This content was published on April 20, 2022 – 11:29
Nobel Peace Prize laureate José Ramos-Horta won the presidential election in East Timor, according to partial official results announced Wednesday by the authorities.
Ramos-Horta, who already led the country between 2007 and 2012, obtained 62.09% of the votes in the second round, compared to 37.91% achieved by his rival, outgoing president Francisco “Lu Olo” Guterres, according to indicated the electoral secretariat on its website.
These results still need to be validated by the country’s electoral commission.
The 72-year-old politician was already the most voted in the first round held on March 19, with 46% of the votes compared to 22% for Guterres.
He is scheduled to begin his five-year term on May 20, the 20th anniversary of East Timor’s independence after 24 years of Indonesian occupation.
In this country of 1.3 million inhabitants, located in the eastern half of the island of Timor, in the Indonesian archipelago, the presidential function is above all honorary.
But this time, Ramos-Horta promised that if he won the elections, he would “open a dialogue” between the two main parties — the National Congress for the Reconstruction of East Timor (CNRT) and the Revolutionary Front for an Independent East Timor (Fretilin). – to put an end to the political paralysis in which the country is plunged.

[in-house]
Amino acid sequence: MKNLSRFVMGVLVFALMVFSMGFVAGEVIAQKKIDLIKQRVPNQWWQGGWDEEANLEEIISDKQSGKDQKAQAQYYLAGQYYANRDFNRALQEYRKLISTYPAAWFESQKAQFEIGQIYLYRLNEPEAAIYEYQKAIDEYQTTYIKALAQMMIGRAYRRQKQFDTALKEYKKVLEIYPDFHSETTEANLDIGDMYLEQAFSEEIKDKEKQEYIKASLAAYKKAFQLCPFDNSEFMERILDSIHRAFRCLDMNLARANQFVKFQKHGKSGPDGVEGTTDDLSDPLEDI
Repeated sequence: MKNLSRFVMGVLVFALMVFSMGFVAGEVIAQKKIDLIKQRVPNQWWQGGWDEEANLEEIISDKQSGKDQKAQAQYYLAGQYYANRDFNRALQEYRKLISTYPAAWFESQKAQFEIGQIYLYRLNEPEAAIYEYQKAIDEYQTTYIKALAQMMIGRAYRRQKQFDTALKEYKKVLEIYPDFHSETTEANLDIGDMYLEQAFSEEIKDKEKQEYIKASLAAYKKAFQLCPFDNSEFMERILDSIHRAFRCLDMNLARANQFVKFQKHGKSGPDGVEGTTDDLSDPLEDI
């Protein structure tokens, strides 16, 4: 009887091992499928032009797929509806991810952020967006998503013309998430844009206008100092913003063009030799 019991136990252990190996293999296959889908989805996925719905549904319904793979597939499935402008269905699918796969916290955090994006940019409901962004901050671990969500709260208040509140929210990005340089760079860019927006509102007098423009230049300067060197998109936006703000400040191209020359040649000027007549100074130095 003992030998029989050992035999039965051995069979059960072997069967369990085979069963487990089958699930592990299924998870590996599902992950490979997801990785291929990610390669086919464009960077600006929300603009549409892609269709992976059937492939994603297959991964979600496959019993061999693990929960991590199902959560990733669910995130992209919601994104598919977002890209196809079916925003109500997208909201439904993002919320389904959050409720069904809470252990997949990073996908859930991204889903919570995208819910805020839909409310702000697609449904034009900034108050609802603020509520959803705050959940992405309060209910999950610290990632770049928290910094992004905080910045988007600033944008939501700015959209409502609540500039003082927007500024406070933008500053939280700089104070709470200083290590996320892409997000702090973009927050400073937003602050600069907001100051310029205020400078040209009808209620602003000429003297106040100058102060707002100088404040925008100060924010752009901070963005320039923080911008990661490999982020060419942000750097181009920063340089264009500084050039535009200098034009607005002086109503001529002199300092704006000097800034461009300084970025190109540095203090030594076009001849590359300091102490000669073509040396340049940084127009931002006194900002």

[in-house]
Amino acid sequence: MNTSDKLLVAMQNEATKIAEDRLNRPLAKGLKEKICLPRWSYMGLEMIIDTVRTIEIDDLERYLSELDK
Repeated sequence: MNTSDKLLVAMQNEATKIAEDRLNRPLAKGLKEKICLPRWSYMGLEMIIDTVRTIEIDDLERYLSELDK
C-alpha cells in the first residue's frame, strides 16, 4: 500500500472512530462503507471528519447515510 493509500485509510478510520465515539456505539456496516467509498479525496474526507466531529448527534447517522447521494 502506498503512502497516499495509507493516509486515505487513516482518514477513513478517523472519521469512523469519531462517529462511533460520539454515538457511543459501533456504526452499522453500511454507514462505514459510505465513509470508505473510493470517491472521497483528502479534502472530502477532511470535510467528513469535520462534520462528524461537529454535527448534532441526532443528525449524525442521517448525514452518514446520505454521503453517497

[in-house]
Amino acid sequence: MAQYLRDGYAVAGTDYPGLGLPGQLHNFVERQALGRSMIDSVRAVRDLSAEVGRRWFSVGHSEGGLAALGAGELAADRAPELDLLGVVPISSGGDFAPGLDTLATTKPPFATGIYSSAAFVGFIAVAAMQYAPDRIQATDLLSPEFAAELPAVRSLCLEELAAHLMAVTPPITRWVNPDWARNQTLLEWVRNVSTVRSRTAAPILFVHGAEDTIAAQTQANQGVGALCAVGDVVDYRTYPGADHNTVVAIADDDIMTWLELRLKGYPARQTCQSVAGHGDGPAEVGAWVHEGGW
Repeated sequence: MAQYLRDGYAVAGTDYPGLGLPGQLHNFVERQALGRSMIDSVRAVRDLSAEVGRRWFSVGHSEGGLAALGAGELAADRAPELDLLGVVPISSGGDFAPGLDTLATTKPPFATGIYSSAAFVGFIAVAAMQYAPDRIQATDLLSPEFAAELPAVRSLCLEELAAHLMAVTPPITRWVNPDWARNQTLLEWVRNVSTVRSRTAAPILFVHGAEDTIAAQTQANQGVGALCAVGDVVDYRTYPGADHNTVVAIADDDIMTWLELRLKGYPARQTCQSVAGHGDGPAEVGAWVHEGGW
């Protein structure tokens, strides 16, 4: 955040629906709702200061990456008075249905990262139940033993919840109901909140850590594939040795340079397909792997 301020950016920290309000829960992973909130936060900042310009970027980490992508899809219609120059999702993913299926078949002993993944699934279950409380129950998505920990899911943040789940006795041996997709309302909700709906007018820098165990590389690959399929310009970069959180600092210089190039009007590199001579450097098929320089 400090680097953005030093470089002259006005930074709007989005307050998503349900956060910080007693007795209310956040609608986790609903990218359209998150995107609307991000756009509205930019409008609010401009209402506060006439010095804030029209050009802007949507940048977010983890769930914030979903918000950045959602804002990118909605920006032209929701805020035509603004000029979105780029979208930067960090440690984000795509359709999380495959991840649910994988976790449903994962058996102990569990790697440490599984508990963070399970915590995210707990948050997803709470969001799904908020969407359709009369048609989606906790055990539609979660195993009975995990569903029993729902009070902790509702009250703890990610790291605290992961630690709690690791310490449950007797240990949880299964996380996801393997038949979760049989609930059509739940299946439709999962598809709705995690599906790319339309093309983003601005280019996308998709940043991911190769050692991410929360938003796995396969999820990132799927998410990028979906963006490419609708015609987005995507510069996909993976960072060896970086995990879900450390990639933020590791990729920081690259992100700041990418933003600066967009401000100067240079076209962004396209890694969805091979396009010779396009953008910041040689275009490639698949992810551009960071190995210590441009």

– Political crisis –
Guterres, 67, a former guerrilla and leader of the Fretilin party, was elected president in 2017 with the support of former rebel Xanana Gusmao, the country’s first president and current head of the CNRT. But he then refused to appoint CNRT ministers, unleashing a political crisis.
But this year, Gusmao and his party decided to promote Ramos-Horta, who was awarded the Nobel Peace Prize in 1996 for his search for a peaceful solution to the conflict in East Timor, then under Indonesian occupation.
Ramos-Horta, who was prime minister before presiding over the country between 2007 and 2012, returned to active politics to oppose Guterres, whom he accuses of having violated the Constitution.
Political life in East Timor has often been peppered with violence.
In 2018, a series of clashes during the legislative elections caused dozens of injuries, and in 2006, political rivalries degenerated into open conflict in the capital, Dili, in which dozens of people died.
This time, the observation mission of the European Union (EU) considered that the presidential elections had been carried out satisfactorily. “The elections were competitive and the campaign was largely peaceful,” he concluded.
Both candidates promised to respect the result of the election.
East Timor was a Portuguese colony until 1975. After that, it was bloodily occupied by Indonesia until its independence in 2002.
The country’s economy continues to suffer the consequences of the covid-19 pandemic.
According to the World Bank, 42% of its population lives in poverty.
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Nobel Peace Prize winner Ramos-Horta wins the presidential elections in East Timor